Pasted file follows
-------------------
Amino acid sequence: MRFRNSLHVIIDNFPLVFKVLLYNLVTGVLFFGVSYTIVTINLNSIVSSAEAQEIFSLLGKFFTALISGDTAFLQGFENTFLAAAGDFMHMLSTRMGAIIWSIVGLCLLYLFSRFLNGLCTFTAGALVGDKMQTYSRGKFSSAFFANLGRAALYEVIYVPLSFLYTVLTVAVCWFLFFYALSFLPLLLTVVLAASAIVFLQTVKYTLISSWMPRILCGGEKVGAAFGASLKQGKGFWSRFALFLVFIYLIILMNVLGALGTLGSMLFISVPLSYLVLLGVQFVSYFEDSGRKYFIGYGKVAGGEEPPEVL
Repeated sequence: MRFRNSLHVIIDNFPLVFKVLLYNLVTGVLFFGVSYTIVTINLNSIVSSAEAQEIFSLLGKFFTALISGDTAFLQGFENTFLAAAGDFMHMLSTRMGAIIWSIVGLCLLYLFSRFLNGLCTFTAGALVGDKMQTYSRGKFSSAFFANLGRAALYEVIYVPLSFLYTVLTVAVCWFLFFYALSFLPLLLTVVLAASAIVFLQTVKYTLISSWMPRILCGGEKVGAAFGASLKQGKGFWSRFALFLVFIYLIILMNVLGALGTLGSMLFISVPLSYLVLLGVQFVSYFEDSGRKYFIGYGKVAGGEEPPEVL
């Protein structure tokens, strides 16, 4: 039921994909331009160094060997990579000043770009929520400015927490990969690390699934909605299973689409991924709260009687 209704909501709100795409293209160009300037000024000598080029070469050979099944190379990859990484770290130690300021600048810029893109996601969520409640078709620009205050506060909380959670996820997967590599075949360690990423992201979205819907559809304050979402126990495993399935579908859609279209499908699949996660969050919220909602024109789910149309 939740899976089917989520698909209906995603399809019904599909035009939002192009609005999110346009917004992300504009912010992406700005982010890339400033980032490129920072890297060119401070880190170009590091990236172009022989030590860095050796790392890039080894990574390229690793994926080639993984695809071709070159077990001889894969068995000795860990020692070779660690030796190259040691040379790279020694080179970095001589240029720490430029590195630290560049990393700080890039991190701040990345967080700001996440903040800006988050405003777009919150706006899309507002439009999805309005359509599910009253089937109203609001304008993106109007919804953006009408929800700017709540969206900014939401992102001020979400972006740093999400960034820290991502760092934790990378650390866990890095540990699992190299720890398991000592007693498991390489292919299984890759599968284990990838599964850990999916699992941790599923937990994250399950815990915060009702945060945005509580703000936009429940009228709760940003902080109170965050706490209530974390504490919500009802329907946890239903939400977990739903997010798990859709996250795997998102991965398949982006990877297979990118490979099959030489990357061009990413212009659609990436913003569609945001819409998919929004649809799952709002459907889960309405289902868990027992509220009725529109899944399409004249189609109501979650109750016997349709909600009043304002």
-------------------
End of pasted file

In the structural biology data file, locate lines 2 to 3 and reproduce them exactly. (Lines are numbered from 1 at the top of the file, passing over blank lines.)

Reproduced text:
Repeated sequence: MRFRNSLHVIIDNFPLVFKVLLYNLVTGVLFFGVSYTIVTINLNSIVSSAEAQEIFSLLGKFFTALISGDTAFLQGFENTFLAAAGDFMHMLSTRMGAIIWSIVGLCLLYLFSRFLNGLCTFTAGALVGDKMQTYSRGKFSSAFFANLGRAALYEVIYVPLSFLYTVLTVAVCWFLFFYALSFLPLLLTVVLAASAIVFLQTVKYTLISSWMPRILCGGEKVGAAFGASLKQGKGFWSRFALFLVFIYLIILMNVLGALGTLGSMLFISVPLSYLVLLGVQFVSYFEDSGRKYFIGYGKVAGGEEPPEVL
């Protein structure tokens, strides 16, 4: 039921994909331009160094060997990579000043770009929520400015927490990969690390699934909605299973689409991924709260009687 209704909501709100795409293209160009300037000024000598080029070469050979099944190379990859990484770290130690300021600048810029893109996601969520409640078709620009205050506060909380959670996820997967590599075949360690990423992201979205819907559809304050979402126990495993399935579908859609279209499908699949996660969050919220909602024109789910149309 939740899976089917989520698909209906995603399809019904599909035009939002192009609005999110346009917004992300504009912010992406700005982010890339400033980032490129920072890297060119401070880190170009590091990236172009022989030590860095050796790392890039080894990574390229690793994926080639993984695809071709070159077990001889894969068995000795860990020692070779660690030796190259040691040379790279020694080179970095001589240029720490430029590195630290560049990393700080890039991190701040990345967080700001996440903040800006988050405003777009919150706006899309507002439009999805309005359509599910009253089937109203609001304008993106109007919804953006009408929800700017709540969206900014939401992102001020979400972006740093999400960034820290991502760092934790990378650390866990890095540990699992190299720890398991000592007693498991390489292919299984890759599968284990990838599964850990999916699992941790599923937990994250399950815990915060009702945060945005509580703000936009429940009228709760940003902080109170965050706490209530974390504490919500009802329907946890239903939400977990739903997010798990859709996250795997998102991965398949982006990877297979990118490979099959030489990357061009990413212009659609990436913003569609945001819409998919929004649809799952709002459907889960309405289902868990027992509220009725529109899944399409004249189609109501979650109750016997349709909600009043304002």